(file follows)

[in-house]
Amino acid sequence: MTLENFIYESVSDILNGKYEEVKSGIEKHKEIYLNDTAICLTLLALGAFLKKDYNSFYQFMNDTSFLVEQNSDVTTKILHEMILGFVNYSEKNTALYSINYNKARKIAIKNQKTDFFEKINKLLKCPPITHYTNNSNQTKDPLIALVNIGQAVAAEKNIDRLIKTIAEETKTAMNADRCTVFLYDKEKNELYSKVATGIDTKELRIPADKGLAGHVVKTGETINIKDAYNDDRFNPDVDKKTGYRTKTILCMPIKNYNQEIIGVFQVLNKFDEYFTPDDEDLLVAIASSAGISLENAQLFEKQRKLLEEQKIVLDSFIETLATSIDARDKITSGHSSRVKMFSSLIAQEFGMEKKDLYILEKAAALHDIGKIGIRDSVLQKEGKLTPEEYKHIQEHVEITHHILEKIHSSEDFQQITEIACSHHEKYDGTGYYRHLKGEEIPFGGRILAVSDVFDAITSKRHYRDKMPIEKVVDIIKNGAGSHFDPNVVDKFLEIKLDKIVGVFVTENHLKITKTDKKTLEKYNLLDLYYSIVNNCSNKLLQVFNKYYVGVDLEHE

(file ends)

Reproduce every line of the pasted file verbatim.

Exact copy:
[in-house]
Amino acid sequence: MTLENFIYESVSDILNGKYEEVKSGIEKHKEIYLNDTAICLTLLALGAFLKKDYNSFYQFMNDTSFLVEQNSDVTTKILHEMILGFVNYSEKNTALYSINYNKARKIAIKNQKTDFFEKINKLLKCPPITHYTNNSNQTKDPLIALVNIGQAVAAEKNIDRLIKTIAEETKTAMNADRCTVFLYDKEKNELYSKVATGIDTKELRIPADKGLAGHVVKTGETINIKDAYNDDRFNPDVDKKTGYRTKTILCMPIKNYNQEIIGVFQVLNKFDEYFTPDDEDLLVAIASSAGISLENAQLFEKQRKLLEEQKIVLDSFIETLATSIDARDKITSGHSSRVKMFSSLIAQEFGMEKKDLYILEKAAALHDIGKIGIRDSVLQKEGKLTPEEYKHIQEHVEITHHILEKIHSSEDFQQITEIACSHHEKYDGTGYYRHLKGEEIPFGGRILAVSDVFDAITSKRHYRDKMPIEKVVDIIKNGAGSHFDPNVVDKFLEIKLDKIVGVFVTENHLKITKTDKKTLEKYNLLDLYYSIVNNCSNKLLQVFNKYYVGVDLEHE